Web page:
Visit Palmina at the Lompoc Wine Ghetto or go to www.palminawines.com
26 April, 2012
2010 Honker Blanc, Sauvignon Blanc, Napa, California, USA ($13)
Named for the Canadian geese that nest behind the crush pad where the wine is made in Napa Valley. A clear pale citrine color with aromas of Asian Pear, citrus, tropical hints and fresh minerality.Lovely fresh tastes of rich pear and sparky acidity touch of honeyed fruit
Lingering changing finish
2009 Tractor Shed Red
Everyday red. Small Lot efforts with big production. Fruit comes from various:Sangiovese extreme SoCa, Zin: foothills Lodi, Merlot:Mendocino, Cab Franc: Monterey came together in an interesting blend with smoky cherry aromas. Med+ body and flavors of dark berry, cedar with briar in the finish
2010 Flat Bed Red
This turned my preconception of "California " as designation on its head. Having a natural terror to most hooch carrying that designation, I was apprehensive. But this was very tasty. 95% Zinfandel with 5% Cab Franc. Deep garnet aromas of red fruit with hint of morning bun with raspberry jam "History in a bottle" said Thea, of Luscious Lushes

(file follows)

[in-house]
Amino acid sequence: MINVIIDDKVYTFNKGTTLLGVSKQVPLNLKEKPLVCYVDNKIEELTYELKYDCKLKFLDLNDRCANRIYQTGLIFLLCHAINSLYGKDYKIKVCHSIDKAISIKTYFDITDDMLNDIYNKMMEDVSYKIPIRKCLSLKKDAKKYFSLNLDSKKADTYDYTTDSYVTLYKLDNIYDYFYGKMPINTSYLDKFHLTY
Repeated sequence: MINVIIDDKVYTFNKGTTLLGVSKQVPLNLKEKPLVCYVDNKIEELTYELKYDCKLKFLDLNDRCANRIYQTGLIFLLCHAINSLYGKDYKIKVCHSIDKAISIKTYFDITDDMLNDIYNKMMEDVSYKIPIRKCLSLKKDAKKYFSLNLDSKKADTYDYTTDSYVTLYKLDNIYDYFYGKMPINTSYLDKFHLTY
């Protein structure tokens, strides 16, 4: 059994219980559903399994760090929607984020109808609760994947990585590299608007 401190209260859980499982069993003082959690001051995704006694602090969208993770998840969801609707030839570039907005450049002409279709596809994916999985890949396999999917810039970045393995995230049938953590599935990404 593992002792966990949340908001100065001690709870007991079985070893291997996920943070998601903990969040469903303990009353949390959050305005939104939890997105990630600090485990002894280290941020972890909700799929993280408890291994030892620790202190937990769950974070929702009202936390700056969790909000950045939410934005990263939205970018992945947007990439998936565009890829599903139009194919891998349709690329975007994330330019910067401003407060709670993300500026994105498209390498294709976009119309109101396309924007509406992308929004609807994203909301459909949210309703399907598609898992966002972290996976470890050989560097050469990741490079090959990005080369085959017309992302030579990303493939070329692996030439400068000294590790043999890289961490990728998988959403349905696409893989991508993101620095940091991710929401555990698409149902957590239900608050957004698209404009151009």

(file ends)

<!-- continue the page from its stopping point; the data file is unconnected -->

2008 Tudal Family Winery Napa Valley Cuvee-
Red blend that includes Petit Sirah, Malbec and Zin. Interestingly like a bright Merlot, this blend reminds me of the Prisoner. Certain to be a crowd pleaser in elegant bottle at $20 awesome QPR for your wine friends or wino posers alike.
But don't take my word for it. Early bird tickets for the Passport to the East Bay Vintners ends in only 4 days. For $10 extra, you can get a shuttle pass to go from winery to winery with starting points at BART and ferry pickups. Plan to make Cerruti a stop. As it anchors what is becoming a Jack London Square triangle of food and goodness what with being across the tracks from Haven and Boca Nova,